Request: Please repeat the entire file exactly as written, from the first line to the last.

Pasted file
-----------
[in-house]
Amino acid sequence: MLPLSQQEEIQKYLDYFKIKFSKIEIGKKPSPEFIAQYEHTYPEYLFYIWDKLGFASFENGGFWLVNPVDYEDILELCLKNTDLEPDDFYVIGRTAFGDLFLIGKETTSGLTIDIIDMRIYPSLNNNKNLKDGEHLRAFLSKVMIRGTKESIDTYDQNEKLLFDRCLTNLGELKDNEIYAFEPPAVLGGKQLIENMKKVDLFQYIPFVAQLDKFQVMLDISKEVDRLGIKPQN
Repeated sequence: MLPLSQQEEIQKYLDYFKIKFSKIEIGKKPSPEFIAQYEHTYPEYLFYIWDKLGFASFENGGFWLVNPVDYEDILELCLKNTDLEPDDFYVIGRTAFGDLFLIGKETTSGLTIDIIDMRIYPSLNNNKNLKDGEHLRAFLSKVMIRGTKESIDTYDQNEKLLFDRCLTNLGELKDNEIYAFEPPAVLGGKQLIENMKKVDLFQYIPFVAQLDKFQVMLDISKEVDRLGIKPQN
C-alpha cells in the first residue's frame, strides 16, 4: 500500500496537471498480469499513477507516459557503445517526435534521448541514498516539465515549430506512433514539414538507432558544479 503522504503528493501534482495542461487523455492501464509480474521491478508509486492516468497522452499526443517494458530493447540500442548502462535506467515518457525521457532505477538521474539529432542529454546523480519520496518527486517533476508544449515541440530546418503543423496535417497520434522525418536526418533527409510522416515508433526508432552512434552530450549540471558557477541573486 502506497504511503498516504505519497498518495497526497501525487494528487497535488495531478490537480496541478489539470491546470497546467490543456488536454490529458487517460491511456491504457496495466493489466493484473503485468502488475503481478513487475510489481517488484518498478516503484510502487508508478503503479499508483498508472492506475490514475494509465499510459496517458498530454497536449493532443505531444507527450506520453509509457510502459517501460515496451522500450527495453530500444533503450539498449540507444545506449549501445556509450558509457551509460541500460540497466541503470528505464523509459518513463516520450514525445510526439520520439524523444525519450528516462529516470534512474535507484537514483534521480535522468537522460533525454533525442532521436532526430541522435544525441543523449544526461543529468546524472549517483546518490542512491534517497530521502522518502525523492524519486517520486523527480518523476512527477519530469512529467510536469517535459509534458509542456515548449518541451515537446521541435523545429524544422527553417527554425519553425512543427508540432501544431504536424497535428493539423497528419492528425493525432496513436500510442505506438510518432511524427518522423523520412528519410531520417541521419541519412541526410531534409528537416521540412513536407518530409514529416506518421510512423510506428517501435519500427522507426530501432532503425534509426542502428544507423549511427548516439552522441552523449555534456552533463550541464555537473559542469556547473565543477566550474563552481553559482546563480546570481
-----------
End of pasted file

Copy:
[in-house]
Amino acid sequence: MLPLSQQEEIQKYLDYFKIKFSKIEIGKKPSPEFIAQYEHTYPEYLFYIWDKLGFASFENGGFWLVNPVDYEDILELCLKNTDLEPDDFYVIGRTAFGDLFLIGKETTSGLTIDIIDMRIYPSLNNNKNLKDGEHLRAFLSKVMIRGTKESIDTYDQNEKLLFDRCLTNLGELKDNEIYAFEPPAVLGGKQLIENMKKVDLFQYIPFVAQLDKFQVMLDISKEVDRLGIKPQN
Repeated sequence: MLPLSQQEEIQKYLDYFKIKFSKIEIGKKPSPEFIAQYEHTYPEYLFYIWDKLGFASFENGGFWLVNPVDYEDILELCLKNTDLEPDDFYVIGRTAFGDLFLIGKETTSGLTIDIIDMRIYPSLNNNKNLKDGEHLRAFLSKVMIRGTKESIDTYDQNEKLLFDRCLTNLGELKDNEIYAFEPPAVLGGKQLIENMKKVDLFQYIPFVAQLDKFQVMLDISKEVDRLGIKPQN
C-alpha cells in the first residue's frame, strides 16, 4: 500500500496537471498480469499513477507516459557503445517526435534521448541514498516539465515549430506512433514539414538507432558544479 503522504503528493501534482495542461487523455492501464509480474521491478508509486492516468497522452499526443517494458530493447540500442548502462535506467515518457525521457532505477538521474539529432542529454546523480519520496518527486517533476508544449515541440530546418503543423496535417497520434522525418536526418533527409510522416515508433526508432552512434552530450549540471558557477541573486 502506497504511503498516504505519497498518495497526497501525487494528487497535488495531478490537480496541478489539470491546470497546467490543456488536454490529458487517460491511456491504457496495466493489466493484473503485468502488475503481478513487475510489481517488484518498478516503484510502487508508478503503479499508483498508472492506475490514475494509465499510459496517458498530454497536449493532443505531444507527450506520453509509457510502459517501460515496451522500450527495453530500444533503450539498449540507444545506449549501445556509450558509457551509460541500460540497466541503470528505464523509459518513463516520450514525445510526439520520439524523444525519450528516462529516470534512474535507484537514483534521480535522468537522460533525454533525442532521436532526430541522435544525441543523449544526461543529468546524472549517483546518490542512491534517497530521502522518502525523492524519486517520486523527480518523476512527477519530469512529467510536469517535459509534458509542456515548449518541451515537446521541435523545429524544422527553417527554425519553425512543427508540432501544431504536424497535428493539423497528419492528425493525432496513436500510442505506438510518432511524427518522423523520412528519410531520417541521419541519412541526410531534409528537416521540412513536407518530409514529416506518421510512423510506428517501435519500427522507426530501432532503425534509426542502428544507423549511427548516439552522441552523449555534456552533463550541464555537473559542469556547473565543477566550474563552481553559482546563480546570481